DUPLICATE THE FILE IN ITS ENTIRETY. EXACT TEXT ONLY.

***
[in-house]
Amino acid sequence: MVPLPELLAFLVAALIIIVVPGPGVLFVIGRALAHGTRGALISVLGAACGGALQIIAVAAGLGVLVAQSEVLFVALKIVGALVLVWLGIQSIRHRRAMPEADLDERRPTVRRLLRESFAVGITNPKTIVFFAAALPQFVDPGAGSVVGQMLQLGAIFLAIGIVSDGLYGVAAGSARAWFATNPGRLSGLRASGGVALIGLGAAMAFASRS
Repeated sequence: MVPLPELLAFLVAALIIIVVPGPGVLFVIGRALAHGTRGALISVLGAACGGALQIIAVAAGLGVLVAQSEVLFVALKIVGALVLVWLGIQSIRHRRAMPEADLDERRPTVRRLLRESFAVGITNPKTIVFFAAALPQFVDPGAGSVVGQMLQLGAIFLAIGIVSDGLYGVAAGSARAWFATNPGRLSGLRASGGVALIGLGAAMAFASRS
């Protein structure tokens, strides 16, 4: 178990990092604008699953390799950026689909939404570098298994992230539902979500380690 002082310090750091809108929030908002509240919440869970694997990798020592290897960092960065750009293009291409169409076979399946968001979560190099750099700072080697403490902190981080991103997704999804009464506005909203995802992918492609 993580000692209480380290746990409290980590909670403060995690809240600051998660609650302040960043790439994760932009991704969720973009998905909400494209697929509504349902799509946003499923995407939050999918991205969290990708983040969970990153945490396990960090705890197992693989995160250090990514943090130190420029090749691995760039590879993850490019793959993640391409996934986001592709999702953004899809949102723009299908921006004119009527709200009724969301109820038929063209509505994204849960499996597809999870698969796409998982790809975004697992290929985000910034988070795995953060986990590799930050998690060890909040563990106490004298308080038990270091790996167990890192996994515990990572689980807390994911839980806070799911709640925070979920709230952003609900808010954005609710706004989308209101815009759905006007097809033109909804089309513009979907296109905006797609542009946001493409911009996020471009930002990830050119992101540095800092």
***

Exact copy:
[in-house]
Amino acid sequence: MVPLPELLAFLVAALIIIVVPGPGVLFVIGRALAHGTRGALISVLGAACGGALQIIAVAAGLGVLVAQSEVLFVALKIVGALVLVWLGIQSIRHRRAMPEADLDERRPTVRRLLRESFAVGITNPKTIVFFAAALPQFVDPGAGSVVGQMLQLGAIFLAIGIVSDGLYGVAAGSARAWFATNPGRLSGLRASGGVALIGLGAAMAFASRS
Repeated sequence: MVPLPELLAFLVAALIIIVVPGPGVLFVIGRALAHGTRGALISVLGAACGGALQIIAVAAGLGVLVAQSEVLFVALKIVGALVLVWLGIQSIRHRRAMPEADLDERRPTVRRLLRESFAVGITNPKTIVFFAAALPQFVDPGAGSVVGQMLQLGAIFLAIGIVSDGLYGVAAGSARAWFATNPGRLSGLRASGGVALIGLGAAMAFASRS
């Protein structure tokens, strides 16, 4: 178990990092604008699953390799950026689909939404570098298994992230539902979500380690 002082310090750091809108929030908002509240919440869970694997990798020592290897960092960065750009293009291409169409076979399946968001979560190099750099700072080697403490902190981080991103997704999804009464506005909203995802992918492609 993580000692209480380290746990409290980590909670403060995690809240600051998660609650302040960043790439994760932009991704969720973009998905909400494209697929509504349902799509946003499923995407939050999918991205969290990708983040969970990153945490396990960090705890197992693989995160250090990514943090130190420029090749691995760039590879993850490019793959993640391409996934986001592709999702953004899809949102723009299908921006004119009527709200009724969301109820038929063209509505994204849960499996597809999870698969796409998982790809975004697992290929985000910034988070795995953060986990590799930050998690060890909040563990106490004298308080038990270091790996167990890192996994515990990572689980807390994911839980806070799911709640925070979920709230952003609900808010954005609710706004989308209101815009759905006007097809033109909804089309513009979907296109905006797609542009946001493409911009996020471009930002990830050119992101540095800092």